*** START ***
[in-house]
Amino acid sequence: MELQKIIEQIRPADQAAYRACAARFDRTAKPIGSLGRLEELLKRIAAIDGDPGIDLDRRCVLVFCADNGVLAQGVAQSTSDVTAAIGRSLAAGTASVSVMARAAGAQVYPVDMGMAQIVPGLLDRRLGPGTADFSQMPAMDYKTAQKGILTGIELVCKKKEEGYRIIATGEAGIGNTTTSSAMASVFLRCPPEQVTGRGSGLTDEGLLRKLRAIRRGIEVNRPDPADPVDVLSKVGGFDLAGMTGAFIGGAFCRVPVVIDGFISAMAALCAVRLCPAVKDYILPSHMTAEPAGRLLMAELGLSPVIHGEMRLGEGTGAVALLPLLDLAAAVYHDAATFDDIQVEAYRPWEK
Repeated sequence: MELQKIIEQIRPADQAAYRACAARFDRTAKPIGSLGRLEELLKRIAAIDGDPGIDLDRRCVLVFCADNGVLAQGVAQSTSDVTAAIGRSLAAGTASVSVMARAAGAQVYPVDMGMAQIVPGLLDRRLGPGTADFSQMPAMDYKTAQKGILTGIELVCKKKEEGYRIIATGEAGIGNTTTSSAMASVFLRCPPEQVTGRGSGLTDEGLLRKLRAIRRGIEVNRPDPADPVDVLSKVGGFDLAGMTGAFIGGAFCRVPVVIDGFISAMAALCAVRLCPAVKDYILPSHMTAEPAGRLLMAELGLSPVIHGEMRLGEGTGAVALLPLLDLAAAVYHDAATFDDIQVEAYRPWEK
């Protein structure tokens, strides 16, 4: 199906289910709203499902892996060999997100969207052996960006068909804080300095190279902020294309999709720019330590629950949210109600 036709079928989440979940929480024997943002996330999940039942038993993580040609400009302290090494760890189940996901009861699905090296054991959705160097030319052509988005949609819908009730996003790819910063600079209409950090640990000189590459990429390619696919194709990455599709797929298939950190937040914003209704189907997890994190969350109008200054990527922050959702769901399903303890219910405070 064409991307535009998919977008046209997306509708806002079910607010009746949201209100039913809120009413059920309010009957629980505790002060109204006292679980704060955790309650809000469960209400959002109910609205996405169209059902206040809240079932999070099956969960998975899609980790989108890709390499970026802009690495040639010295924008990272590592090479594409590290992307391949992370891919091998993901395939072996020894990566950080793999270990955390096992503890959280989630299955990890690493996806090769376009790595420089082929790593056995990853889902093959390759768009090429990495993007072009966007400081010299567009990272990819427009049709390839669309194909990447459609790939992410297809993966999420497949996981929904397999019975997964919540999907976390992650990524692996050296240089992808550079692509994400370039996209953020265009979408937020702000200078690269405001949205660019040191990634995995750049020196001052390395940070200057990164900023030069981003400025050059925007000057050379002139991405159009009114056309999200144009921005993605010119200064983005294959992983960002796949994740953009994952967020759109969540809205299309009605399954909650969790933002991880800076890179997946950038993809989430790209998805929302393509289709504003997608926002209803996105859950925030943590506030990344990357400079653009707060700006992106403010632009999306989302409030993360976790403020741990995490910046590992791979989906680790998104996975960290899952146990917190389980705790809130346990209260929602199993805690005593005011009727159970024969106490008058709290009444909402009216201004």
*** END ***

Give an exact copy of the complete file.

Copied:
[in-house]
Amino acid sequence: MELQKIIEQIRPADQAAYRACAARFDRTAKPIGSLGRLEELLKRIAAIDGDPGIDLDRRCVLVFCADNGVLAQGVAQSTSDVTAAIGRSLAAGTASVSVMARAAGAQVYPVDMGMAQIVPGLLDRRLGPGTADFSQMPAMDYKTAQKGILTGIELVCKKKEEGYRIIATGEAGIGNTTTSSAMASVFLRCPPEQVTGRGSGLTDEGLLRKLRAIRRGIEVNRPDPADPVDVLSKVGGFDLAGMTGAFIGGAFCRVPVVIDGFISAMAALCAVRLCPAVKDYILPSHMTAEPAGRLLMAELGLSPVIHGEMRLGEGTGAVALLPLLDLAAAVYHDAATFDDIQVEAYRPWEK
Repeated sequence: MELQKIIEQIRPADQAAYRACAARFDRTAKPIGSLGRLEELLKRIAAIDGDPGIDLDRRCVLVFCADNGVLAQGVAQSTSDVTAAIGRSLAAGTASVSVMARAAGAQVYPVDMGMAQIVPGLLDRRLGPGTADFSQMPAMDYKTAQKGILTGIELVCKKKEEGYRIIATGEAGIGNTTTSSAMASVFLRCPPEQVTGRGSGLTDEGLLRKLRAIRRGIEVNRPDPADPVDVLSKVGGFDLAGMTGAFIGGAFCRVPVVIDGFISAMAALCAVRLCPAVKDYILPSHMTAEPAGRLLMAELGLSPVIHGEMRLGEGTGAVALLPLLDLAAAVYHDAATFDDIQVEAYRPWEK
């Protein structure tokens, strides 16, 4: 199906289910709203499902892996060999997100969207052996960006068909804080300095190279902020294309999709720019330590629950949210109600 036709079928989440979940929480024997943002996330999940039942038993993580040609400009302290090494760890189940996901009861699905090296054991959705160097030319052509988005949609819908009730996003790819910063600079209409950090640990000189590459990429390619696919194709990455599709797929298939950190937040914003209704189907997890994190969350109008200054990527922050959702769901399903303890219910405070 064409991307535009998919977008046209997306509708806002079910607010009746949201209100039913809120009413059920309010009957629980505790002060109204006292679980704060955790309650809000469960209400959002109910609205996405169209059902206040809240079932999070099956969960998975899609980790989108890709390499970026802009690495040639010295924008990272590592090479594409590290992307391949992370891919091998993901395939072996020894990566950080793999270990955390096992503890959280989630299955990890690493996806090769376009790595420089082929790593056995990853889902093959390759768009090429990495993007072009966007400081010299567009990272990819427009049709390839669309194909990447459609790939992410297809993966999420497949996981929904397999019975997964919540999907976390992650990524692996050296240089992808550079692509994400370039996209953020265009979408937020702000200078690269405001949205660019040191990634995995750049020196001052390395940070200057990164900023030069981003400025050059925007000057050379002139991405159009009114056309999200144009921005993605010119200064983005294959992983960002796949994740953009994952967020759109969540809205299309009605399954909650969790933002991880800076890179997946950038993809989430790209998805929302393509289709504003997608926002209803996105859950925030943590506030990344990357400079653009707060700006992106403010632009999306989302409030993360976790403020741990995490910046590992791979989906680790998104996975960290899952146990917190389980705790809130346990209260929602199993805690005593005011009727159970024969106490008058709290009444909402009216201004």